To bring out their natural goodness and flavor, dry beans need to be soaked before cooking. The process is simple and ensures great taste and beautiful beans! There are two methods for soaking beans:
The Traditional Method: In a large pot, add 3 cups of cold water to each cup of beans (or 6 cups for each pound.) Soak 8 hours or overnight in the refrigerator. Drain and rinse the beans.
The Quick Method: In a large pot, add 3 cups of hot water to each cup of beans (or 6 cups for each pound.) Bring to a boil and cook the beans at medium heat for 2 minutes. Cover the pot and let the beans stand for 1 hour. Drain and rinse the beans.
After either method of soaking, simmer beans about 1 to 2 hours or until tender. To prevent foam or froth while cooking, add 1 tablespoon of vegetable oil to simmering water.
Hard facts. When soaking and cooking dry beans, resist the urge to add anything other than fresh, cold water. Salt and acidic ingredients like tomatoes, citrus juice, vinegar, wine, or mustard inhibit the absorption of liquid and stop the softening process. Once hardening agents are added, the bean will not soften any further. Also, make sure to increase soaking and cooking times when using hard water.
Know when to say when. How do you know when beans have soaked enough? Soaking rehydrates the beans and prepares them for further cooking. Slice a soaked bean in half. If the center is opaque, your beans need to be soaked longer.
A Taste Test. To check doneness during cooking, some bean aficionados recommend blowing on one or two beans spooned from the cooking pot. If they are done, the skins will burst. Want a foolproof way to test? The American Dry Bean Board recommends tasting. After ¾ of the cooking time has elapsed, try a taste test. Beans should be tender, but not mushy. Beans vary in cooking time according to the age of the bean, size or type of the cooking pot, simmering temperatures, and even the type of water (e.g. hard or softened.)
Soak separately. In the time it takes one bean variety to become tender, another can become mushy. Generally, it is important to soak and cook black beans and white beans separately. Always rinse black beans to remove liquid which otherwise blackens foods the beans are added to or combined with.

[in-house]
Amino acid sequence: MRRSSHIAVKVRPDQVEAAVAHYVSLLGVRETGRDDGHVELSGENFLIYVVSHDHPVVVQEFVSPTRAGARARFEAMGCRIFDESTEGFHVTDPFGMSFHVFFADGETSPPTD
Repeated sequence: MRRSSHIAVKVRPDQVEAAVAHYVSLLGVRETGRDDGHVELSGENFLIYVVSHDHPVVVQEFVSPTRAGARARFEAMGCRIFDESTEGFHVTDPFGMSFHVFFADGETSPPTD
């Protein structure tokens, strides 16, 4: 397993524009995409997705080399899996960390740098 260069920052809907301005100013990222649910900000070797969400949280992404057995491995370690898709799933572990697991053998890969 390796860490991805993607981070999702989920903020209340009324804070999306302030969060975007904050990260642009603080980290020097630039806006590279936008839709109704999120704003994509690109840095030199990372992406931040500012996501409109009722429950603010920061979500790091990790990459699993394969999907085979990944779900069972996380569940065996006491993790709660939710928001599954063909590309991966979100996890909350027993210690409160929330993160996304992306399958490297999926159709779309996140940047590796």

Shaken, not stirred. To retain the shape of soft beans to be used in salads and sautéed dishes, carefully shake the pot rather than stirring it near the end of the cooking process.
Cut down sugar and sodium. Soaking and rinsing dry beans rids the beans of complex sugars that sometimes cause stomach gas. You can also reduce the complex sugars by draining and rinsing canned beans. The sodium content of canned beans is also reduced by 1/3 if you drain and rinse the beans before use.
The bean jar. Because jars of dry beans look attractive in the kitchen, many cooks like to display them. Just make sure beans are stored in airtight containers in a cool, dry location. Also, keeping beans out of the direct sunlight will prevent discoloration and a change in flavor.
On the bean trail. The supermarket or grocery store isn't the only place to find beans. They can be purchased at most natural food stores, ethnic grocery stores, gourmet shops and mail-order companies.
Beans sometimes cause gas because of natural chemicals called oligosaccharides. These are sugar molecules whose chemical composition sometimes makes them difficult for human digestion. They are passed to the lower intestine without being broken down, and there they do their damage. Fortunately the gas-producing effects of beans can be minimized by some very simple steps:
• Purchase the most recent crop of dry beans. The fresher the bean, the fewer gastrointestinal problems you are likely to experience.
• Always soak and drain your beans first. The longer the beans are soaked, the more oligosaccharides are released into the soaking water. Drain and rinse the beans before cooking, always discarding the water used to soak.
• Commercial natural enzyme products, such as Beano, break down the complex sugars in beans making them easier to digest.
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